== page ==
Obrador has said it is not up to Mexico to fight America’s drug war and instead proposes giving amnesty to opium and marijuana growers and ceasing the use of the military against the cartels.
“It’s been 12 years on the ‘War on Drugs’ with incredibly high levels of violence and people are scared,” said Castenada. “They are scared of assassinations, of kidnappings, of extortion, of theft at home, on the highways on the business community. Violence has led to an enormous discontent with the government.”
Obrador hopes to quell that discontent by letting police handle the crime, going after money laundering and improving the economy, according to his campaign manager, Tatiana Clouthier Carrillo.
“The last 12 years, President Calderon and President Nieto started a war towards smugglers and we're not having good results,” she said. “Andres is very clear on this. We have to go from war to peace. And go to the root of the problem to areas where there is no work.”
Abandoning the drug war however will present problems for U.S. agencies like the Drug Enforcement Administration and the U.S. military, which have worked closely with the Mexican navy to track down and capture drug traffickers in the U.S.-led ‘kingpin’ strategy.
“If there is to be a further decline in cooperation from the Mexican government, then what is the point in giving them funds,” says Claude Arnold, a former agent in charge of ICE's Homeland Security Investigations. “If they’re not going to cooperate with the U.S. government in the drug war, why would you continue to give U.S. dollars to that government? It’s pretty simple.”
Arnold is referring to a portion of the $3.2 billion the U.S. provided Mexico through the Merida Initiative, a security cooperation agreement between the U.S., Mexico and countries in Central America to combat the drug trade.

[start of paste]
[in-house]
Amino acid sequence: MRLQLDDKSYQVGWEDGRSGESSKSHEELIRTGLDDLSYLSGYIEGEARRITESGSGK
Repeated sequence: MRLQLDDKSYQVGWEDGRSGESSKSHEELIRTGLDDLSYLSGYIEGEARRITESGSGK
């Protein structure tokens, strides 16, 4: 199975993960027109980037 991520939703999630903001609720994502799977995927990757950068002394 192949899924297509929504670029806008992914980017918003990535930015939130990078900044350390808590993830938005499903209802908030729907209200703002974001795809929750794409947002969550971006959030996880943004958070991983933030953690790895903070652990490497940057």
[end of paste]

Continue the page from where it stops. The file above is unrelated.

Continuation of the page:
“His election is going to make life more complicated for the United States,” added Wood.
Obrador favors renegotiating NAFTA to better protect Mexican farmers, even though the agreement helped turn Mexico into the world’s fourth largest vehicle exporter.
He also opposes private and foreign investment reforms in PEMEX, Mexico’s giant state-owned oil company.
In foreign policy, Obrador has said Mexico will not be a piñata for the U.S., and promised to challenge the Trump administration’s immigration policy – both on the rights of Mexicans living in the U.S. and the journey of Central Americans traveling to the U.S.-Mexico border.
“There is very little support for any Mexican government to maintain levels of cooperation on Central American immigration with President Trump when every other day he insults us one way or another,” said Castenada. “Why in the world would anybody do this?”
Obrador gained international attention when he said in a speech in June that he would defend the rights of “the migrants of the world who, by necessity, must abandon their towns to find life in the United States; it’s a human right we will defend.”
Clouthier, however, claims Obrador is not advocating for open borders, but said under his reign, Mexico will not be America’s piñata.
“When Andres Manuel says we are not a piñata, it means we need to talk like equals,” she said.